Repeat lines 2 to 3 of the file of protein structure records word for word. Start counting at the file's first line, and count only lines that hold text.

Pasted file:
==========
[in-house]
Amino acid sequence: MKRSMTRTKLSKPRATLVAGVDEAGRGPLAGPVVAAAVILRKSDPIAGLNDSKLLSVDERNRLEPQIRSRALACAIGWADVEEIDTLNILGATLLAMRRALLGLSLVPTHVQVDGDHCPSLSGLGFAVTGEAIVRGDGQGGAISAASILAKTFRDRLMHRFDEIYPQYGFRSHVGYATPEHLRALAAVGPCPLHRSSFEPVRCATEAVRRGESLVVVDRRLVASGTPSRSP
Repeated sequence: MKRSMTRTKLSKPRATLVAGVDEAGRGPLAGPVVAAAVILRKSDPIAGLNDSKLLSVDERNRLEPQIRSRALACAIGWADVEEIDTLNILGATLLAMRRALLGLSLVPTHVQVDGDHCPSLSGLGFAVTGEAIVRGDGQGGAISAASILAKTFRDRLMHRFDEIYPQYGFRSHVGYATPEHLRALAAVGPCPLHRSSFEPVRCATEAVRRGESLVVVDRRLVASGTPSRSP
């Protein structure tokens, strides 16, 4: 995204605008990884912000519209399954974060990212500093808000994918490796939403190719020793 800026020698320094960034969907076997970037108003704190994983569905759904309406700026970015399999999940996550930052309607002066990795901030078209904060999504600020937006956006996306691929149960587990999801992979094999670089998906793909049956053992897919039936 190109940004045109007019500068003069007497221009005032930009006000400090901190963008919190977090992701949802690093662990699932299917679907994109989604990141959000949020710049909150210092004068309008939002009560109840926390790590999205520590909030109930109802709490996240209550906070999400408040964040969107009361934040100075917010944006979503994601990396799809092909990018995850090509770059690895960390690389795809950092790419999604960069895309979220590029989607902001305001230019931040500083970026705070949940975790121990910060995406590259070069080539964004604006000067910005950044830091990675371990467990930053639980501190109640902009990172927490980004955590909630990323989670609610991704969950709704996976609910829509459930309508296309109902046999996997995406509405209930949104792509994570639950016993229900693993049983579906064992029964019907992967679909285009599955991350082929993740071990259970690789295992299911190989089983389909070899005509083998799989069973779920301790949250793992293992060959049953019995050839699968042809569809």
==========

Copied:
Amino acid sequence: MKRSMTRTKLSKPRATLVAGVDEAGRGPLAGPVVAAAVILRKSDPIAGLNDSKLLSVDERNRLEPQIRSRALACAIGWADVEEIDTLNILGATLLAMRRALLGLSLVPTHVQVDGDHCPSLSGLGFAVTGEAIVRGDGQGGAISAASILAKTFRDRLMHRFDEIYPQYGFRSHVGYATPEHLRALAAVGPCPLHRSSFEPVRCATEAVRRGESLVVVDRRLVASGTPSRSP
Repeated sequence: MKRSMTRTKLSKPRATLVAGVDEAGRGPLAGPVVAAAVILRKSDPIAGLNDSKLLSVDERNRLEPQIRSRALACAIGWADVEEIDTLNILGATLLAMRRALLGLSLVPTHVQVDGDHCPSLSGLGFAVTGEAIVRGDGQGGAISAASILAKTFRDRLMHRFDEIYPQYGFRSHVGYATPEHLRALAAVGPCPLHRSSFEPVRCATEAVRRGESLVVVDRRLVASGTPSRSP